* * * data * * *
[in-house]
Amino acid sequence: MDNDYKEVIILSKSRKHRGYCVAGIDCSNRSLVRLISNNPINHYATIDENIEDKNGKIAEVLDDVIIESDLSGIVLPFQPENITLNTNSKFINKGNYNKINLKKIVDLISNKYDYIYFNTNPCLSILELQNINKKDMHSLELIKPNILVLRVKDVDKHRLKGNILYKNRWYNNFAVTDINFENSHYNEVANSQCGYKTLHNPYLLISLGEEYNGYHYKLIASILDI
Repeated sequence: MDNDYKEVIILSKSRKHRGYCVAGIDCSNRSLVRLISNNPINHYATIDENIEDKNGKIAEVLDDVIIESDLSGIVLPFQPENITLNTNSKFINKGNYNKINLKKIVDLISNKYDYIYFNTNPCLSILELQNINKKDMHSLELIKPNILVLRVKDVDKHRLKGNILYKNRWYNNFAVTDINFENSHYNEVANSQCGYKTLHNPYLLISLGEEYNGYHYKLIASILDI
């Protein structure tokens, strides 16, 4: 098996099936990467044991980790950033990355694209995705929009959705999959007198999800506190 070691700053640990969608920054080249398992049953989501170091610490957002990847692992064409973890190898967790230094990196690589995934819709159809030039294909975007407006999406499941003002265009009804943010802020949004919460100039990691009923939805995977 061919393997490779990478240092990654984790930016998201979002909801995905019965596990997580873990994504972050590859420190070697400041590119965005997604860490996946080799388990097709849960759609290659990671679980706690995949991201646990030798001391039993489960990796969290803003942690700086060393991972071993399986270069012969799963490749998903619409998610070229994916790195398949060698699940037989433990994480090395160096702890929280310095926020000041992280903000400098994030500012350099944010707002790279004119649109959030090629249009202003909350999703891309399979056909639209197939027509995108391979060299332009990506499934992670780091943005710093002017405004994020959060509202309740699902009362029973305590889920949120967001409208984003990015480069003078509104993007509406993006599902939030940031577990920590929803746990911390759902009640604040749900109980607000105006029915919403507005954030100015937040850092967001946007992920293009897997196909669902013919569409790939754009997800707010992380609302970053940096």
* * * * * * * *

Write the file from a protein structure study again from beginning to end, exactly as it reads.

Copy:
[in-house]
Amino acid sequence: MDNDYKEVIILSKSRKHRGYCVAGIDCSNRSLVRLISNNPINHYATIDENIEDKNGKIAEVLDDVIIESDLSGIVLPFQPENITLNTNSKFINKGNYNKINLKKIVDLISNKYDYIYFNTNPCLSILELQNINKKDMHSLELIKPNILVLRVKDVDKHRLKGNILYKNRWYNNFAVTDINFENSHYNEVANSQCGYKTLHNPYLLISLGEEYNGYHYKLIASILDI
Repeated sequence: MDNDYKEVIILSKSRKHRGYCVAGIDCSNRSLVRLISNNPINHYATIDENIEDKNGKIAEVLDDVIIESDLSGIVLPFQPENITLNTNSKFINKGNYNKINLKKIVDLISNKYDYIYFNTNPCLSILELQNINKKDMHSLELIKPNILVLRVKDVDKHRLKGNILYKNRWYNNFAVTDINFENSHYNEVANSQCGYKTLHNPYLLISLGEEYNGYHYKLIASILDI
């Protein structure tokens, strides 16, 4: 098996099936990467044991980790950033990355694209995705929009959705999959007198999800506190 070691700053640990969608920054080249398992049953989501170091610490957002990847692992064409973890190898967790230094990196690589995934819709159809030039294909975007407006999406499941003002265009009804943010802020949004919460100039990691009923939805995977 061919393997490779990478240092990654984790930016998201979002909801995905019965596990997580873990994504972050590859420190070697400041590119965005997604860490996946080799388990097709849960759609290659990671679980706690995949991201646990030798001391039993489960990796969290803003942690700086060393991972071993399986270069012969799963490749998903619409998610070229994916790195398949060698699940037989433990994480090395160096702890929280310095926020000041992280903000400098994030500012350099944010707002790279004119649109959030090629249009202003909350999703891309399979056909639209197939027509995108391979060299332009990506499934992670780091943005710093002017405004994020959060509202309740699902009362029973305590889920949120967001409208984003990015480069003078509104993007509406993006599902939030940031577990920590929803746990911390759902009640604040749900109980607000105006029915919403507005954030100015937040850092967001946007992920293009897997196909669902013919569409790939754009997800707010992380609302970053940096």